Kitchen and Dining

Kitchen + Dining

Kitchen + Dining

Breakfast Nook

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BLACK+DECKER B+D Contributor 186 Projects

Diners are traditional morning and late-night gathering spots, well-loved for being bright, friendly, and upbeat. They have been graciously kicking off our days for generations with hot food, great coffee, and warm company. At home, breakfast nooks emulating diner booth designs and ambiance are traditional gathering spots for morning coffee, preparing for the day ahead, or quiet evening conversations with the family. But at-home breakfast nooks have traditionally been interpreted as dark-stained, hard-edged plywood and somewhat monolithic designs. They lack the spunk, pop, and zip of the local diner and can overpower a small space. The breakfast nook combines the feel of the small-town diner with a modern flare that keeps up with your family. While we’ve used plywood for the bench supports, we wrapped it in warmer white pine that can be left clear, painted, or pickled. The seatboards and tabletop are made from edge-glued pine, but you can choose other materials if you prefer. The tongue-and-groove pine paneling wrapping the benches adds contour and shadow lines while the bench’s back grows right out of the seat. The ascending modern line delivers a sleek shape while the wide bench cap provides a nice capital along with a flat surface. The modern surface looks like it might once have supported white ceramic coffee cups and short-stacks back when diners looked like train cars, yet it’s modern and tough enough to stand up to busy families that will use the breakfast nook for a lot more than breakfast.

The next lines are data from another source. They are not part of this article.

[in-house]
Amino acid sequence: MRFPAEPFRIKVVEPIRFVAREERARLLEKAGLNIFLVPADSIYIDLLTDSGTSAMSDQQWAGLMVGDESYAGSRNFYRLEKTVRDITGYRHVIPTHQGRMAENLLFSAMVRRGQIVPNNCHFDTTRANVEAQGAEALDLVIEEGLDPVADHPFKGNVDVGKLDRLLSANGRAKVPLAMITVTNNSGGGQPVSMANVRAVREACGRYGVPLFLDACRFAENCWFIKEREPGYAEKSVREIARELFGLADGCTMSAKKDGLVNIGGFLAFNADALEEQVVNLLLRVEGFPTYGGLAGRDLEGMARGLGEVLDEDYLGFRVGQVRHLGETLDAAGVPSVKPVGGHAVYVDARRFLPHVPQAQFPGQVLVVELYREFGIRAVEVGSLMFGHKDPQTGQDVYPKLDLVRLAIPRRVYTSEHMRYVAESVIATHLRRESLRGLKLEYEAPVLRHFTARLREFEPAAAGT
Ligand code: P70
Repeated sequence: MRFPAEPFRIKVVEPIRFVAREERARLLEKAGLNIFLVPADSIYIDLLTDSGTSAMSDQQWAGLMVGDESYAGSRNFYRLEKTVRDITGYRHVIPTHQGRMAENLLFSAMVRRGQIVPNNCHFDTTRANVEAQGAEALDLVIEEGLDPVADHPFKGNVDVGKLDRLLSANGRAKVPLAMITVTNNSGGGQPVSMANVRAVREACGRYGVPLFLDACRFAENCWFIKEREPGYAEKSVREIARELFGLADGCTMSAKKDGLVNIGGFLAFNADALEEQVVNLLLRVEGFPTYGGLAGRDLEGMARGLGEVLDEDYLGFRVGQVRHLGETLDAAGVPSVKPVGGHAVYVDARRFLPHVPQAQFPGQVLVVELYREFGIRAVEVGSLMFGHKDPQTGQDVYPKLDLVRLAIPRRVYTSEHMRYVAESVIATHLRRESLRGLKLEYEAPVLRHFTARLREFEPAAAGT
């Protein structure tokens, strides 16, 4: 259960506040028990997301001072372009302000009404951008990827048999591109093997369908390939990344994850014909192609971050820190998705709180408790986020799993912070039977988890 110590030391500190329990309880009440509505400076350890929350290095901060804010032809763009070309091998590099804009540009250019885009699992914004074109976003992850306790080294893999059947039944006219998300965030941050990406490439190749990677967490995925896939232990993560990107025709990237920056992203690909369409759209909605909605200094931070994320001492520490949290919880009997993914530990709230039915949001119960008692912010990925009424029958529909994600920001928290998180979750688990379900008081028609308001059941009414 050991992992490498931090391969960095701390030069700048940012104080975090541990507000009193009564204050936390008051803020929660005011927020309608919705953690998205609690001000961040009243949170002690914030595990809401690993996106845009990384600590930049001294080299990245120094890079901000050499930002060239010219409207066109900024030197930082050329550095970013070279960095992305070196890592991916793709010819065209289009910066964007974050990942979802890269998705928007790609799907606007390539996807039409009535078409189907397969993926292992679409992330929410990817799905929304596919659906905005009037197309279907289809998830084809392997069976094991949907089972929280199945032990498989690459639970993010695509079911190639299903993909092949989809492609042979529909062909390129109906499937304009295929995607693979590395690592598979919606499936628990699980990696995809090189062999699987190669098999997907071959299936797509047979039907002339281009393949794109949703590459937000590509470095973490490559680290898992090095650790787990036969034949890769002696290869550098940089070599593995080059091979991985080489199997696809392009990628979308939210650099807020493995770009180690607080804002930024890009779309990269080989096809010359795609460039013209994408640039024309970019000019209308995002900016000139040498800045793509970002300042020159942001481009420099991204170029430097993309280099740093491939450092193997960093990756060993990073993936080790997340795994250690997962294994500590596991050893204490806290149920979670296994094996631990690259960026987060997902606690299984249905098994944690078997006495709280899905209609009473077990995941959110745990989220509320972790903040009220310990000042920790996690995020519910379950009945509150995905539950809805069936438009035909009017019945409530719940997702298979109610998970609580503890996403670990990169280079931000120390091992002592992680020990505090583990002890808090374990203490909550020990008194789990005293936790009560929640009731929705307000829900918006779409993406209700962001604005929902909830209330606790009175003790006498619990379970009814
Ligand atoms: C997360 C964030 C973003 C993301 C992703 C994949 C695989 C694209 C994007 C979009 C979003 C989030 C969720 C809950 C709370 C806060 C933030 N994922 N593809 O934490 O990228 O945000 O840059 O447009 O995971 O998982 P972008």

Country Diner Diagram

Country Diner Cutting List

How to Build a Breakfast Nook

  1. HI0523_12C

    Cut ten 3½" by 5-ft.-long struts from 1 × 4 pine. Then, to make the legs, cut ¾" plywood into six identical 18 × 18" blanks. Taper one of the blanks 1" at each side, so the top edge is 16" long.

  2. HI0523_12D

    Lay out the ¾ × 3½" notches for the struts according to the diagram located above. Cut the notches with a jigsaw. Clean up cut edges on the first bench support with a sander, then use the first support as a pattern for laying out the taper lines and notches on the rest of the workpieces.

  3. HI0523_12E

    Starting with the top strut, attach the struts to the bench supports, spacing the middle bench support exactly midway in each bench frame. Use glue and wood screws driven in countersunk pilot holes to attach the struts to the bench supports.

  4. HI0523_12F